The Great Debate UK

Equities may now be a better bet

Photo

menashysmall2- Edward Menashy is chief economist at Charles Stanley. The opinions expressed are his own. -

Not exactly shock and awe as the MPC keeps base rates on hold at 0.5 percent while the most recent financial surveys have been unanimous in expecting a no change decision for some time now. It was always going to be an MPC meeting to discuss whether or not to persevere with quantitative easing. The difficulty for the MPC is that it is too early to judge the effectiveness of the quantitative easing. Clearly the Bank of England would prefer to wait at least until it publishes new quarterly growth and inflation forecasts to explain how it wishes to proceed.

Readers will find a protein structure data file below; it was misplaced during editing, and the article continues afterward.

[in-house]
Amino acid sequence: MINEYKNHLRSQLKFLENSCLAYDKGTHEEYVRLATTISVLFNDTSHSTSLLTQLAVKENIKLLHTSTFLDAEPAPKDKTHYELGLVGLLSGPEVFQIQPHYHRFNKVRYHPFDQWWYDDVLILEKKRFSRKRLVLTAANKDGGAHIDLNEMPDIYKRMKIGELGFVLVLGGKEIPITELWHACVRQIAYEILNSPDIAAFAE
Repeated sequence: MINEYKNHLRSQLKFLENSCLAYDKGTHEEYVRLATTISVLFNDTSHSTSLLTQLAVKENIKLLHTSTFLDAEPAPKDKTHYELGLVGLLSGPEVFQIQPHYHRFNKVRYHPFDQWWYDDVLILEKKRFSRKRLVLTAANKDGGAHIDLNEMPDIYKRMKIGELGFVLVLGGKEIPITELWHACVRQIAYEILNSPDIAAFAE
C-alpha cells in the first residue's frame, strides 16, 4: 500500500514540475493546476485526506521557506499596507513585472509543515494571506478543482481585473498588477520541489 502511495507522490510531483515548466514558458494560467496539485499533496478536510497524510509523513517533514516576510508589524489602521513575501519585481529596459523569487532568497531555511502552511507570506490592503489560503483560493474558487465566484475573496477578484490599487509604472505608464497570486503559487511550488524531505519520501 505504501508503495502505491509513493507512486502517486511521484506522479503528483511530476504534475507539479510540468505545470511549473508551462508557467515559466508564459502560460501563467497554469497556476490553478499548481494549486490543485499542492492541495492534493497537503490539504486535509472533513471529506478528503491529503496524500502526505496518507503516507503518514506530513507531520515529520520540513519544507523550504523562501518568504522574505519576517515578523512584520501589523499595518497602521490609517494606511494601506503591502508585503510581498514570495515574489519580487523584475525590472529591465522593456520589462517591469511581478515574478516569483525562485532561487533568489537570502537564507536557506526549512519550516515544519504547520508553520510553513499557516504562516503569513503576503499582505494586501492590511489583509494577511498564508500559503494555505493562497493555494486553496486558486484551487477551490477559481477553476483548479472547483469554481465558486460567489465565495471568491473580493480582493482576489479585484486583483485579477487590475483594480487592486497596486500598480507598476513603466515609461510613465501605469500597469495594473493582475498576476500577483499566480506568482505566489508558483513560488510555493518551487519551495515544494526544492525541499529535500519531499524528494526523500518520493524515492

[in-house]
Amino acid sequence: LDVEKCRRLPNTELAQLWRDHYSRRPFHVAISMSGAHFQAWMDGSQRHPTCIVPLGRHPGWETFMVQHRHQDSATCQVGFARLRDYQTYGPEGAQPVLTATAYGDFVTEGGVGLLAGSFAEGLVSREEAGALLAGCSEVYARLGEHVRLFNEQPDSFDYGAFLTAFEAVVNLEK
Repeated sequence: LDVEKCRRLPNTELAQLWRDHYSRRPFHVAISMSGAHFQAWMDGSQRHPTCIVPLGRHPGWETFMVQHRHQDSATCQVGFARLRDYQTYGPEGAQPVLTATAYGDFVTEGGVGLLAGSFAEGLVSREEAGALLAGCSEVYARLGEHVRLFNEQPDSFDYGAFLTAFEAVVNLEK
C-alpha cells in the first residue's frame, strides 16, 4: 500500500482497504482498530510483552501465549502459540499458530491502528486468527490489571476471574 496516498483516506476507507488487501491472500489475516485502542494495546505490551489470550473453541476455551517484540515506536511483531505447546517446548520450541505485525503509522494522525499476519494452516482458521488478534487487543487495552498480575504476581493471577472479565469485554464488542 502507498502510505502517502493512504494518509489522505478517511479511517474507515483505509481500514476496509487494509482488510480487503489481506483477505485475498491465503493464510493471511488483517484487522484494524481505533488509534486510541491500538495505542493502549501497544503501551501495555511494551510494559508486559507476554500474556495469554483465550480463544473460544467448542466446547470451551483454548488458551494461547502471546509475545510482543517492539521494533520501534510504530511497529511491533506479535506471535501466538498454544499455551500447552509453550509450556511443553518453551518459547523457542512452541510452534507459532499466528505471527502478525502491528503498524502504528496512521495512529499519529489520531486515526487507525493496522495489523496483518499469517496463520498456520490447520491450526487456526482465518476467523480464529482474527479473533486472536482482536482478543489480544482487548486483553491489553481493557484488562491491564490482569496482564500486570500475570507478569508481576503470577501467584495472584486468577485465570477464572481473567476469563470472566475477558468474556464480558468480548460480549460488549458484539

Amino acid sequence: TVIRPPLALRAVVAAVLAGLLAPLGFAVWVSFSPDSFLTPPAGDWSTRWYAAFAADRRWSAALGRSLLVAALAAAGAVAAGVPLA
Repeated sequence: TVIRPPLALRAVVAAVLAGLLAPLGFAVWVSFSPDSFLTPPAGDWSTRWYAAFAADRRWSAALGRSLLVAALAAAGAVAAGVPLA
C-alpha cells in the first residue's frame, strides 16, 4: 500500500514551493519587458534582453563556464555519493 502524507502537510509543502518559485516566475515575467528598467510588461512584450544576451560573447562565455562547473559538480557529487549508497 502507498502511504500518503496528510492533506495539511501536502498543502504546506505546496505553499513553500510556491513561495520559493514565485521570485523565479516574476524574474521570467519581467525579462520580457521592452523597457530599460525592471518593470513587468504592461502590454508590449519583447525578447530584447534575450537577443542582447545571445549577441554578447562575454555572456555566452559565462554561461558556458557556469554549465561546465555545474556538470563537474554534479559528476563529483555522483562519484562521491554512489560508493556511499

Observers, who have questioned the success of the Bank’s tactics, point to the fact that much of the easing has been leaking to overseas investors, hedge funds and investment banks.

Furthermore, pension funds which the bank had hoped would be the biggest recipients of newly created money received far less than expected. Other observers note an opportunity of making a profit by buying Government debt from the Debt Management Office (DMO) before selling it on to the Bank and that it may not be advisable to create additional liquidity that would feed through into an already strong equity market rally and create yet another bubble.

Part-paid gilts should return

Photo

REUTERS– Neil Collins is a Reuters columnist. The opinions expressed are his own –